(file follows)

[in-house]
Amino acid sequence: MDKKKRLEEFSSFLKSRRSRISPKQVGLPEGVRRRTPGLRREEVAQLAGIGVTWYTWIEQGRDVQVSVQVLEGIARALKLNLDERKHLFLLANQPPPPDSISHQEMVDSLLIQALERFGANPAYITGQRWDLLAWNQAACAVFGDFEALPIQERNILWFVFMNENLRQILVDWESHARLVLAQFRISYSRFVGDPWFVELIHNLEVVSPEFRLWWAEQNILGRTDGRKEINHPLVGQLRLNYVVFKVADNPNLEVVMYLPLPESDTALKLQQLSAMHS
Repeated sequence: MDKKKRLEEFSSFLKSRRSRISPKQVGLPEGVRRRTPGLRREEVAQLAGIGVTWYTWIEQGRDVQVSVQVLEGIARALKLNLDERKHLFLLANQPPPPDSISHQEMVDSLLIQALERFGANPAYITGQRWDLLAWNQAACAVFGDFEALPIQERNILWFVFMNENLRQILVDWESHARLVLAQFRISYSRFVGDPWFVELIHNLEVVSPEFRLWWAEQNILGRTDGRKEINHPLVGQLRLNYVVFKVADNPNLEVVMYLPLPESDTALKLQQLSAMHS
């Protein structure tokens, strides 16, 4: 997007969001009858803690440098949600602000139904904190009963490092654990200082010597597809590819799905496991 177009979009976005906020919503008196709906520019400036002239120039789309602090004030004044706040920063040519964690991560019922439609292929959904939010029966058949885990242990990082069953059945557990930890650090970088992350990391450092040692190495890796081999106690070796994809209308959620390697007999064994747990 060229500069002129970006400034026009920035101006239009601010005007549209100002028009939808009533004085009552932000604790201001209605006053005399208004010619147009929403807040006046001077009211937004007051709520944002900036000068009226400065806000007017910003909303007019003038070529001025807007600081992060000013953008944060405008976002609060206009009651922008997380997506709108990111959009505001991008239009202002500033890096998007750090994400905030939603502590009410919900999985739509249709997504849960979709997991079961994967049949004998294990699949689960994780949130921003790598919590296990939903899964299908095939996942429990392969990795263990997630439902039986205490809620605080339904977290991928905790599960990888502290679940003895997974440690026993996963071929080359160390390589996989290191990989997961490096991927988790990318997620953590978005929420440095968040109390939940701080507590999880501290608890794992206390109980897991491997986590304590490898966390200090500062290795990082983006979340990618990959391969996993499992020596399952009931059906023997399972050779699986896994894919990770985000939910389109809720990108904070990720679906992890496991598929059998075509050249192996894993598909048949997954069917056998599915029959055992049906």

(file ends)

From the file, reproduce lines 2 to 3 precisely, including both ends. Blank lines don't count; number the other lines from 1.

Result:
Amino acid sequence: MDKKKRLEEFSSFLKSRRSRISPKQVGLPEGVRRRTPGLRREEVAQLAGIGVTWYTWIEQGRDVQVSVQVLEGIARALKLNLDERKHLFLLANQPPPPDSISHQEMVDSLLIQALERFGANPAYITGQRWDLLAWNQAACAVFGDFEALPIQERNILWFVFMNENLRQILVDWESHARLVLAQFRISYSRFVGDPWFVELIHNLEVVSPEFRLWWAEQNILGRTDGRKEINHPLVGQLRLNYVVFKVADNPNLEVVMYLPLPESDTALKLQQLSAMHS
Repeated sequence: MDKKKRLEEFSSFLKSRRSRISPKQVGLPEGVRRRTPGLRREEVAQLAGIGVTWYTWIEQGRDVQVSVQVLEGIARALKLNLDERKHLFLLANQPPPPDSISHQEMVDSLLIQALERFGANPAYITGQRWDLLAWNQAACAVFGDFEALPIQERNILWFVFMNENLRQILVDWESHARLVLAQFRISYSRFVGDPWFVELIHNLEVVSPEFRLWWAEQNILGRTDGRKEINHPLVGQLRLNYVVFKVADNPNLEVVMYLPLPESDTALKLQQLSAMHS